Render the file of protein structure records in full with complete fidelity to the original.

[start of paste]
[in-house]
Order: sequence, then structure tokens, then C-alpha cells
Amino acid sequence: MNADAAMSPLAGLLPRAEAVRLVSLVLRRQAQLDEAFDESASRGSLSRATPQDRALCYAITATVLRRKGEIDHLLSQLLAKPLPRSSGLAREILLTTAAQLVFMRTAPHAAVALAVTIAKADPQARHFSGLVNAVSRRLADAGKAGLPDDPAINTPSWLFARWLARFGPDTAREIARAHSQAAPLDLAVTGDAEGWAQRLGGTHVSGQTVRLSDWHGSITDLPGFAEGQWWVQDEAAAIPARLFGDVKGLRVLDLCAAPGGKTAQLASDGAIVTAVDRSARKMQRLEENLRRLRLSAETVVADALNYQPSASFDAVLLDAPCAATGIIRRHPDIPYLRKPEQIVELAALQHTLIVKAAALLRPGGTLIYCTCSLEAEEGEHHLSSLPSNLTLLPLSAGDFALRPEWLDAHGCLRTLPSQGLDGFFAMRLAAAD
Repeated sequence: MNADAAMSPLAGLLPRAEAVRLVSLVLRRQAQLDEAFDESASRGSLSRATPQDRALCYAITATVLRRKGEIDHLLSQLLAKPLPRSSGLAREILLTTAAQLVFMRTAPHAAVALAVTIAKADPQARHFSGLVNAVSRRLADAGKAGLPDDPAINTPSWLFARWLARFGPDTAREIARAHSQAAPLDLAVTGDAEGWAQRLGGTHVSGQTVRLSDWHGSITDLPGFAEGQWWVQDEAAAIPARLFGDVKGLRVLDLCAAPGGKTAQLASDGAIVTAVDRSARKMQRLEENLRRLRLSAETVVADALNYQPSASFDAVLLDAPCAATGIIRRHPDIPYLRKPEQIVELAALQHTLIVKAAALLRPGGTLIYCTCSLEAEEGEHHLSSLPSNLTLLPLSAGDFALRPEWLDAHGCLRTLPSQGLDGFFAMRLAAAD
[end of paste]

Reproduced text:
[in-house]
Order: sequence, then structure tokens, then C-alpha cells
Amino acid sequence: MNADAAMSPLAGLLPRAEAVRLVSLVLRRQAQLDEAFDESASRGSLSRATPQDRALCYAITATVLRRKGEIDHLLSQLLAKPLPRSSGLAREILLTTAAQLVFMRTAPHAAVALAVTIAKADPQARHFSGLVNAVSRRLADAGKAGLPDDPAINTPSWLFARWLARFGPDTAREIARAHSQAAPLDLAVTGDAEGWAQRLGGTHVSGQTVRLSDWHGSITDLPGFAEGQWWVQDEAAAIPARLFGDVKGLRVLDLCAAPGGKTAQLASDGAIVTAVDRSARKMQRLEENLRRLRLSAETVVADALNYQPSASFDAVLLDAPCAATGIIRRHPDIPYLRKPEQIVELAALQHTLIVKAAALLRPGGTLIYCTCSLEAEEGEHHLSSLPSNLTLLPLSAGDFALRPEWLDAHGCLRTLPSQGLDGFFAMRLAAAD
Repeated sequence: MNADAAMSPLAGLLPRAEAVRLVSLVLRRQAQLDEAFDESASRGSLSRATPQDRALCYAITATVLRRKGEIDHLLSQLLAKPLPRSSGLAREILLTTAAQLVFMRTAPHAAVALAVTIAKADPQARHFSGLVNAVSRRLADAGKAGLPDDPAINTPSWLFARWLARFGPDTAREIARAHSQAAPLDLAVTGDAEGWAQRLGGTHVSGQTVRLSDWHGSITDLPGFAEGQWWVQDEAAAIPARLFGDVKGLRVLDLCAAPGGKTAQLASDGAIVTAVDRSARKMQRLEENLRRLRLSAETVVADALNYQPSASFDAVLLDAPCAATGIIRRHPDIPYLRKPEQIVELAALQHTLIVKAAALLRPGGTLIYCTCSLEAEEGEHHLSSLPSNLTLLPLSAGDFALRPEWLDAHGCLRTLPSQGLDGFFAMRLAAAD